Country report and updates: Belgium

Belgium

Issues

  • The end of conscription in Belgium also meant the end of conscientious objection. Belgium does not recognise the right to conscientious objection for professional soldiers.

Military recruitment

Conscription

Conscription was suspended on 31 December 1992 by amending the 1962 Law on Conscription, which became applicable only to conscripts drafted in 1993 and earlier1. In practice this meant that the law no longer applied to those born in 1975 and later. Since 1 March 1995 the Belgian armed forces consist of professional volunteers only2.

Professional soldiers

The main form of advertising for a career in the Belgian Armed Forces is via advertisements in public spaces, such as buses and railway stations, and in magazines and newspapers. In addition, the Armed Forces organise a range of so-called “open days” to attract interest from especially young people.

The Armed Forces maintain 'Defensiehuizen' (recruitment offices) in several Belgian cities, who mainly target people who already have some professional training for non-commissioned officer and officer positions.

According to the Belgian Ministry of Defence, the recruitment target for 2008 was set at 1,700, while the target in previous years has been around 1,500. Generally, the military did not meet these targets in the last years.

Additionally, the military aims to recruit young people on a contract basis for 5-10 years3.

Conscientious objection

Conscientious objection for conscripts
Legal basis

Although nobody is presently being called up for military service, conscripts still have the right to conscientious objection4.

The 1980 Law on Conscientious Objection is now obsolete. On 31 December 1992 it was amended so that it became applicable only to conscripts drafted in 1993 and earlier.

Conscientious objection for professional soldiers

There is no right to conscientious objection for professional soldiers. According to Article 52 of the Law for professional soldiers5, soldiers can “request” their dismissal at any time, but such a request can be rejected when it conflicts with service requirements. Paragraph 3 of this article lists situations in which such a request more or less automatically conflicts with service requirements:

  • when the soldier has so far served for less than three years following military training;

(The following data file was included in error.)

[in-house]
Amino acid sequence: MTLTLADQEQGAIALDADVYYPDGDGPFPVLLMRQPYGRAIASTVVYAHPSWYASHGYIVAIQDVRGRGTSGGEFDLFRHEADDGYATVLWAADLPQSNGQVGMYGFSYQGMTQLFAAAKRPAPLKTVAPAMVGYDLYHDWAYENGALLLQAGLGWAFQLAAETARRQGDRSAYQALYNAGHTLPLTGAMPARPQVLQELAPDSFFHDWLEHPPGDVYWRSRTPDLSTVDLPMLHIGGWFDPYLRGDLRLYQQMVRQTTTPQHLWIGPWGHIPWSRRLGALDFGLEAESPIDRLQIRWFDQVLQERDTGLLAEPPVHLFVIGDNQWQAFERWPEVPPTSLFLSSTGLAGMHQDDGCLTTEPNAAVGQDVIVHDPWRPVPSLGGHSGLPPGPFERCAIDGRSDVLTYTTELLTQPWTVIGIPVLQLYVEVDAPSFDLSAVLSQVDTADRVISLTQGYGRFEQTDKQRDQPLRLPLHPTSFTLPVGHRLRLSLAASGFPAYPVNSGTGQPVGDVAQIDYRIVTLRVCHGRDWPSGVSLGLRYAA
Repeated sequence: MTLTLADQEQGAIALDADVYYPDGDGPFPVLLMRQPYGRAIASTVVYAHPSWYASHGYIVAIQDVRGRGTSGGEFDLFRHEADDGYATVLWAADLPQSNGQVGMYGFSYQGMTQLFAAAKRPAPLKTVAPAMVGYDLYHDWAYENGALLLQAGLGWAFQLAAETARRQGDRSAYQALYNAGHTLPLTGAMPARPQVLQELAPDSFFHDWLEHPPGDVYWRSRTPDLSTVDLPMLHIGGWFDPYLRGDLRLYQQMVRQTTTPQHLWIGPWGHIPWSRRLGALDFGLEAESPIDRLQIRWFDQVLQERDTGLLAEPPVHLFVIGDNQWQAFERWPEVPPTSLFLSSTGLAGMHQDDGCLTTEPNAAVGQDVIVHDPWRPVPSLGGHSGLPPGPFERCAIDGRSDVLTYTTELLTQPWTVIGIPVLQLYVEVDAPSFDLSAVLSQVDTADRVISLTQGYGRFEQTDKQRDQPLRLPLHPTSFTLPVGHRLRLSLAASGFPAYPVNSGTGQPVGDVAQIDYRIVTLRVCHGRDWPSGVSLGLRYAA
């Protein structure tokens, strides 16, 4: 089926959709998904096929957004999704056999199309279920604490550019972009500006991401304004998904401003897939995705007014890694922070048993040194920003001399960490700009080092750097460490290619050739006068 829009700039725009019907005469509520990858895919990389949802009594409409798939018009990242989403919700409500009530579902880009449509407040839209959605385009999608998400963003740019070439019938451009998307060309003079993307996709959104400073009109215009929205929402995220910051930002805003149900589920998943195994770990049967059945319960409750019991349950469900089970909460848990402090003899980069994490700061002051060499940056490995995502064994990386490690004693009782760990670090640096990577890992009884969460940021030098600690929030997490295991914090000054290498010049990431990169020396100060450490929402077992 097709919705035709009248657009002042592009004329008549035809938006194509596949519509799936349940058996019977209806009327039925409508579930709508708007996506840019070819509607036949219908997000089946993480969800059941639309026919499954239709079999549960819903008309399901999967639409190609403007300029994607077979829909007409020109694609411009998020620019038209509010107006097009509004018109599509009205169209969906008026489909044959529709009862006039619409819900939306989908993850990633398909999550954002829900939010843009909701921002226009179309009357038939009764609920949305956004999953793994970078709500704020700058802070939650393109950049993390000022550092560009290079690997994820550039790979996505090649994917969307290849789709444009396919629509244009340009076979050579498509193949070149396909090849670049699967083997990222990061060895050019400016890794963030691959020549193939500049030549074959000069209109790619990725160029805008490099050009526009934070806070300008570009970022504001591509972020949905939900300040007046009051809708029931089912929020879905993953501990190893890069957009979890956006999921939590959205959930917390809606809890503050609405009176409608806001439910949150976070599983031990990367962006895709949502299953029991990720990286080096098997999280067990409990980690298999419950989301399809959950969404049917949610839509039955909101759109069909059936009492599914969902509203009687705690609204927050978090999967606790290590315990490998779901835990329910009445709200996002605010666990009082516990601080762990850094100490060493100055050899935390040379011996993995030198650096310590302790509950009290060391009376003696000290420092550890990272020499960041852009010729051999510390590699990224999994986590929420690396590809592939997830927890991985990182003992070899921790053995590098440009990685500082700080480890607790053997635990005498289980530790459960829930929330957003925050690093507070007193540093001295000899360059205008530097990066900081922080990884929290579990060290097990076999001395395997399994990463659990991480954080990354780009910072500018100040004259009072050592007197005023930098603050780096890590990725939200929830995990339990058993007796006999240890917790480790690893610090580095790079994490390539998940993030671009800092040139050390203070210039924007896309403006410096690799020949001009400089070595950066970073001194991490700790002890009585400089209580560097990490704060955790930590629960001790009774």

• in times of crisis;

  • in times of mobilisation;

  • in times of war;

  • in peace time when the soldiers' unit is on operation, or prepares for an operation.

In fact, in situations where it would be most likely that a conflict of conscience might arise, it is most difficult to leave the Armed Forces prematurely.

Draft evasion and desertion

Desertion is punished with military prison from two months to two years, according to Article 43 and following of the Military Penal Code (Militair Strafwetboek) from 18706. Information on practice is not available.

The question of draft evasion does not arise as there is presently no conscription.

Footnotes

1Gecoördineerde Dienstplichtwetten, http://tinyurl.com/2quv6o

2Directie Gewetensbezwaarden 1996. Reply to CONCODOC questionnaire.

3Email Hans Lammerant, Vredesactie, 4 April 2008

4Statuut van de gewetensbezwaarden, http://tinyurl.com/2l9xov

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Rrtk-update-2008-belgium.pdf89.86 KB

Articles related to conscientious objection

15 Jan 2009
English

In this presentation I will give an overview of the right to conscientious objection, its legal practices and frameworks in the 27 European Union member states. Before I do so, I want to step back a bit and have a brief look at the existing international standards about the right to conscientious objection, as these standards allow us to put the practices in the EU member states into a perspective.

01 Jan 1987
English

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By Rebecca Gumbrell McCormick